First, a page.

As health insurance remains the #1 employee benefit, small business owners are growing increasingly aware of the need to incorporate health insurance in their benefits strategies.
The reality is that recruiting and hiring the best people vastly depends on whether the employer offers health insurance. Those that don’t provide health benefits are more likely to lose their desired talent to the competition.
However, health insurance costs have been climbing for years. According to Enterprise Bank, small and midsize business owners are particularly concerned about:
- The effect of health insurance costs on their company’s profitability
- Premium hikes making coverage unaffordable for their employees
- Health insurance costs restricting their ability to give bonuses and raises
These are legitimate concerns, as the cost of small business health insurance plans continues to soar.
Health insurance costs for 2020
The National Business Group on Health (NBGH) predicts that health insurance costs for large employers will surge 5% in 2020, rising to $15,375 per employee — increasing from $14,642 per employee in 2019.
This 5% increase applies to employers that adopt cost management strategies; those that do not make cost management adjustments can expect an increase of 6%. These costs include both premiums and out-of-pocket expenses for employees and their dependents.
The reality is that recruiting and hiring the best people vastly depends on whether the employer offers health insurance.
Small employers lacking the buying power of large employers typically pay more in plan premiums and annual cost increases. They pay around 8% to 18% more than their larger counterparts for the same health insurance plans, according to the National Conference of State Legislatures (NCSL). Based on that range plus the NBGH’s estimates, small businesses lacking bargaining power can anticipate paying between $16,605 and $18,142.50 per employee in 2020.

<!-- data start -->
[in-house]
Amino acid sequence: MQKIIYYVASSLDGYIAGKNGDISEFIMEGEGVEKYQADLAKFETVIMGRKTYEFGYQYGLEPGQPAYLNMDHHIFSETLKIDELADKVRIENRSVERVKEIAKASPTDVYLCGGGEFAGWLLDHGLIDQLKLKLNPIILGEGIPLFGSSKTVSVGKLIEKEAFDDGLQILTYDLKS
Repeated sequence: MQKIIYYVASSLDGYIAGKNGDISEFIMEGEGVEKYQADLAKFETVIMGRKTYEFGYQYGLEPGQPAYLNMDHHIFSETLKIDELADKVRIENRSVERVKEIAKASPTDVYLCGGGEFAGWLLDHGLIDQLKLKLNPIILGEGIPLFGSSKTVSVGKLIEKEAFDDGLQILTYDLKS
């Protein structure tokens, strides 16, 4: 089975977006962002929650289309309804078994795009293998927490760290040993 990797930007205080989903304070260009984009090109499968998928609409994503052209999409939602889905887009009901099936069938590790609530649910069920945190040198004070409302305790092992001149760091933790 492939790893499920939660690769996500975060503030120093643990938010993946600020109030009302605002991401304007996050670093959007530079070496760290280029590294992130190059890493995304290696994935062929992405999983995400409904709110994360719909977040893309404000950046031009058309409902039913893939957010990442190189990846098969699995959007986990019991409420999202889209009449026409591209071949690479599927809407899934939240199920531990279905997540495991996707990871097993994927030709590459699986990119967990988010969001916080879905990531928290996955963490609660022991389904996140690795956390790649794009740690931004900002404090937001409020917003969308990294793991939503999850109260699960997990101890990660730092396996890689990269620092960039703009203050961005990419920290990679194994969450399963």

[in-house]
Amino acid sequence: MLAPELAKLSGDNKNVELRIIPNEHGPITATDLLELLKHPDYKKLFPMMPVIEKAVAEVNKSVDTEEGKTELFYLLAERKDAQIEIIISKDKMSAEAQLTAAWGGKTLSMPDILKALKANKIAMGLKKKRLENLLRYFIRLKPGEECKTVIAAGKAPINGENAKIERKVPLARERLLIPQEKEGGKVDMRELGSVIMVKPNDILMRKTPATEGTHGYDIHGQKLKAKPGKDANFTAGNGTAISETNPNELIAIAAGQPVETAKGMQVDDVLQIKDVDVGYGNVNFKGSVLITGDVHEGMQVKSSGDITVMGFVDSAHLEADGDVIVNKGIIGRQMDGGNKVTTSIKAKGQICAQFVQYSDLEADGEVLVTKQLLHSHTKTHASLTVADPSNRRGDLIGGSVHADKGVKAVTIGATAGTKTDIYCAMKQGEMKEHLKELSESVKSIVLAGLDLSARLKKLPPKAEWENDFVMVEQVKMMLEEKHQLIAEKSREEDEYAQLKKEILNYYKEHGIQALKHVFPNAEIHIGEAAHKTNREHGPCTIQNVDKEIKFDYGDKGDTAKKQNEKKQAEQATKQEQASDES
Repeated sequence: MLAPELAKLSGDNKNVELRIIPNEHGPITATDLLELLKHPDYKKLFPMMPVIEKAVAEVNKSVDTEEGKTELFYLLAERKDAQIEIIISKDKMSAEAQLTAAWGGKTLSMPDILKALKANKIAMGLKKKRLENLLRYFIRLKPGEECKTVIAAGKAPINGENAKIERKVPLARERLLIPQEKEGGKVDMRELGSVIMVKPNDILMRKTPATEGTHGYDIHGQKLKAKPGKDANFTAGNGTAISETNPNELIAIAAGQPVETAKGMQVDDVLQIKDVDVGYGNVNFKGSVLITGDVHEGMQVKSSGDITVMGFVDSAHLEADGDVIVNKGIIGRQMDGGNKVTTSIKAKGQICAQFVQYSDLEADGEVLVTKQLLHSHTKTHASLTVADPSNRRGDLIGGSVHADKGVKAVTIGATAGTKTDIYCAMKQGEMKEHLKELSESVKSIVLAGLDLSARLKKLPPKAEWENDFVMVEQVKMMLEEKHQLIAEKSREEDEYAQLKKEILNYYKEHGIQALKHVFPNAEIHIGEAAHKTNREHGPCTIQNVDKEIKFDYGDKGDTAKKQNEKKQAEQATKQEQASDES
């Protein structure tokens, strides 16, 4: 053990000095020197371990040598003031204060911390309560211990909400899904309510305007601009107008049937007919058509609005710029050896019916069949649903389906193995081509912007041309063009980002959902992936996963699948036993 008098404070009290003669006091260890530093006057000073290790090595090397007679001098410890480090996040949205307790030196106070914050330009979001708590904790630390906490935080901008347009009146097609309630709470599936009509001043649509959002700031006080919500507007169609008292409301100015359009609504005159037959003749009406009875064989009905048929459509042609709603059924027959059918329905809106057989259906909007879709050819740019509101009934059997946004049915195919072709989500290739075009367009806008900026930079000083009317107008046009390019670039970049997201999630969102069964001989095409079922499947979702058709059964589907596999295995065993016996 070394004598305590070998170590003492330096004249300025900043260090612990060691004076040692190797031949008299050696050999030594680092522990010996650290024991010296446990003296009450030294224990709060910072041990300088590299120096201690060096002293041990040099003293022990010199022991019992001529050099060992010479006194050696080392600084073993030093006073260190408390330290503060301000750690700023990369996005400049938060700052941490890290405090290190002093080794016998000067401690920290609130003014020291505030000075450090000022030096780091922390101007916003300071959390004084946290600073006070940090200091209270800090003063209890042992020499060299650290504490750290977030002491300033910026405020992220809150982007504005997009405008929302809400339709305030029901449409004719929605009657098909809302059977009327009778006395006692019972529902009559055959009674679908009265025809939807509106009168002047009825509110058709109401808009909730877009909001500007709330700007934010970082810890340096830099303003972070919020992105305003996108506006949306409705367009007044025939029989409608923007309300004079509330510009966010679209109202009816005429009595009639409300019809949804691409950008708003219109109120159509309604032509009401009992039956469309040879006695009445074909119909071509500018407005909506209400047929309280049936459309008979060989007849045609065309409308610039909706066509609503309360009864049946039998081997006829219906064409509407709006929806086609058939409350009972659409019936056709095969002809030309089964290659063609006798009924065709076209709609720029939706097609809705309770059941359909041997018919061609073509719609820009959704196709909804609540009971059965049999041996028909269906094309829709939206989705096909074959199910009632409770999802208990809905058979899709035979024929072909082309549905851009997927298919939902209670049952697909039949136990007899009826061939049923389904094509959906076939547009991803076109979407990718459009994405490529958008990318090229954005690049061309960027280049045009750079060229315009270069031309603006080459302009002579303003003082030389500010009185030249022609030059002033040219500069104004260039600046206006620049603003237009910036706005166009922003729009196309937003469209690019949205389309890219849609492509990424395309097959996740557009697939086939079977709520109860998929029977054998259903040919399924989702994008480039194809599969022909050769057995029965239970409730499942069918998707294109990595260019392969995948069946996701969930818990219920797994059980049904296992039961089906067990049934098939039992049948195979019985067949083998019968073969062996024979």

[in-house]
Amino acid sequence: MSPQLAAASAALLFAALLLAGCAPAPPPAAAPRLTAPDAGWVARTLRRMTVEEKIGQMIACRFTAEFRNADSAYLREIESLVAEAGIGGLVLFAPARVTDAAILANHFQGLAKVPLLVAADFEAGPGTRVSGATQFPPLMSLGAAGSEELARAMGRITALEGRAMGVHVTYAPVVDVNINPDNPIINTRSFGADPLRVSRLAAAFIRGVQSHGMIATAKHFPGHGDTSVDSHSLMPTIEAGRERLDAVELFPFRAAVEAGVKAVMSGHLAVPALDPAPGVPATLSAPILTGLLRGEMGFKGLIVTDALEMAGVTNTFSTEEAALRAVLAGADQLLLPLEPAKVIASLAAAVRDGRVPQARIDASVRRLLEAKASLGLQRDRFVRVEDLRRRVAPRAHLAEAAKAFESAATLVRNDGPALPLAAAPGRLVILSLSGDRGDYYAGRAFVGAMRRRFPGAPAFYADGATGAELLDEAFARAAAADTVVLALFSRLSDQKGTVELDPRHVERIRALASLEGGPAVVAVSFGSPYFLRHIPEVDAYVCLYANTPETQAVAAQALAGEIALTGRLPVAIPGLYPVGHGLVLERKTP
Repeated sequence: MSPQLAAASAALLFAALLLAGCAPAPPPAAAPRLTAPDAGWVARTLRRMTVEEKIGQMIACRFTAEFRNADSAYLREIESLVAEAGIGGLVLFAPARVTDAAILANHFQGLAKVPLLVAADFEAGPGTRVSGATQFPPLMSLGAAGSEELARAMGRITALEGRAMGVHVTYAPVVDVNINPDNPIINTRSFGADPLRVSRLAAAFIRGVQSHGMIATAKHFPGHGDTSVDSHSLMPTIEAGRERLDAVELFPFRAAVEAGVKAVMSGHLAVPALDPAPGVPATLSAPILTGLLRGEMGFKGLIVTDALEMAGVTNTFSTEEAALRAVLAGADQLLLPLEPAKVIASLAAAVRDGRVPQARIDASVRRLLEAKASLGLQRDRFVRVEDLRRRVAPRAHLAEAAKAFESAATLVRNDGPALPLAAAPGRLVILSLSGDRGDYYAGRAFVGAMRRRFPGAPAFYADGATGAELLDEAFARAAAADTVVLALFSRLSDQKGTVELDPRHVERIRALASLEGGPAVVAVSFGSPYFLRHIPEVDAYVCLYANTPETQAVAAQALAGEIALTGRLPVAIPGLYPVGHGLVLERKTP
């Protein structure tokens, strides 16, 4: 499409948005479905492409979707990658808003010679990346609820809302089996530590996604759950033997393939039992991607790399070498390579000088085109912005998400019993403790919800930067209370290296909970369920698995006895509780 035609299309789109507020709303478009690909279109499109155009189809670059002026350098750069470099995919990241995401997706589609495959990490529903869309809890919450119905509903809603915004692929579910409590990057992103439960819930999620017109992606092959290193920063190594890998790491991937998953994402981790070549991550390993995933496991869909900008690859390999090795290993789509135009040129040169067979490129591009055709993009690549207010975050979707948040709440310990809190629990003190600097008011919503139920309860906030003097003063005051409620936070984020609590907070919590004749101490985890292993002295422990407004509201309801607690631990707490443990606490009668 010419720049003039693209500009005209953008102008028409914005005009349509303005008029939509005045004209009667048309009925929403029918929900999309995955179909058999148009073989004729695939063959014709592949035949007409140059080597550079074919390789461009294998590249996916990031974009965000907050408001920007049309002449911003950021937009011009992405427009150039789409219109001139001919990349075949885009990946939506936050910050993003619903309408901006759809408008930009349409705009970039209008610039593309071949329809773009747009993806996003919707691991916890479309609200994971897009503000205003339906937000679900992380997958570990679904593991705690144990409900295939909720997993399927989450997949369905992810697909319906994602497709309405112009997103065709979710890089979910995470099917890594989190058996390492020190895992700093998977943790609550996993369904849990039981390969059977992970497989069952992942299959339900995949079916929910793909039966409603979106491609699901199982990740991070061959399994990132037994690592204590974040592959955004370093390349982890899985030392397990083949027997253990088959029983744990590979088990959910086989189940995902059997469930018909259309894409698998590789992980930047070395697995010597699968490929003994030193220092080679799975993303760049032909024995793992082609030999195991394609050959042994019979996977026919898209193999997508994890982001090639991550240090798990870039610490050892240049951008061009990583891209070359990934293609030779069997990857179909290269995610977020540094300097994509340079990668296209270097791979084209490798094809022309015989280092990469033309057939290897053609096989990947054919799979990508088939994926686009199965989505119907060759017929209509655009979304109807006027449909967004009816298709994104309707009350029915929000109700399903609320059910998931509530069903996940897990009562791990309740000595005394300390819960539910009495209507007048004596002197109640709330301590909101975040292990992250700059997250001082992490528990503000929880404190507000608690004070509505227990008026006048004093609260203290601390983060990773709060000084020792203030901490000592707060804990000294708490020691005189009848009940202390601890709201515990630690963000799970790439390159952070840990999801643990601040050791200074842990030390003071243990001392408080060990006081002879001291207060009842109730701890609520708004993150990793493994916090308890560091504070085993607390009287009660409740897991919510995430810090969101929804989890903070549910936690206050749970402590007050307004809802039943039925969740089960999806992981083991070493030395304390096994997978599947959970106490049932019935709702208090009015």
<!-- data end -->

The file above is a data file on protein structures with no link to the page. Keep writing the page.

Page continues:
Based on that range plus the NBGH’s estimates, small businesses lacking bargaining power can anticipate paying between $16,605 and $18,142.50 per employee in 2020.
The Kaiser Family Foundation 2019 survey reveals the average amount that small firms and large firms each paid for health insurance in 2019:
Notably, a new survey by the consulting firm Aon forecasts that employer-based health insurance will rise 6.5% due to:
- High-cost specialty drugs
- Price increases in care delivery
- Declining healthcare usage
Ultimately, employer-sponsored health insurance costs are based on various factors, including plan type, level of coverage, and business location. Also, how much employers and employees really pay depends on cost-sharing amounts.
The vast majority of employers that offer health insurance assume some of the costs while passing the remainder to covered employees.
The NBGH survey found that, in 2020, employers will shoulder nearly 70% of the cost and employees will cover around 30% (or close to $4,500). This cost-sharing amount is unchanged from 2019.
Typically, health insurance costs are shared in 2 ways:
- Premiums: Insurers usually require that employers pay at least half of the premium amount for enrolled employees. The employee pays their portion of the premium via payroll deduction. For example, an employer may choose to pay 80% of the monthly premium, requiring the employee to pay 20%.
- Payment for services rendered. This includes:
- Copayments, which is a fixed dollar amount that the employee pays at the time of service
- Deductible, which is the amount the employee must cover before the insurance plan pays anything
- Coinsurance, which is the percentage of cost the employee pays after meeting their deductible.
For example, an office visit under the health plan costs $120, the coinsurance is 20%, and the deductible is $3,000. If the deductible is paid, the employee’s coinsurance is $24. If the deductible is not paid, the employee pays the full coinsurance of $120.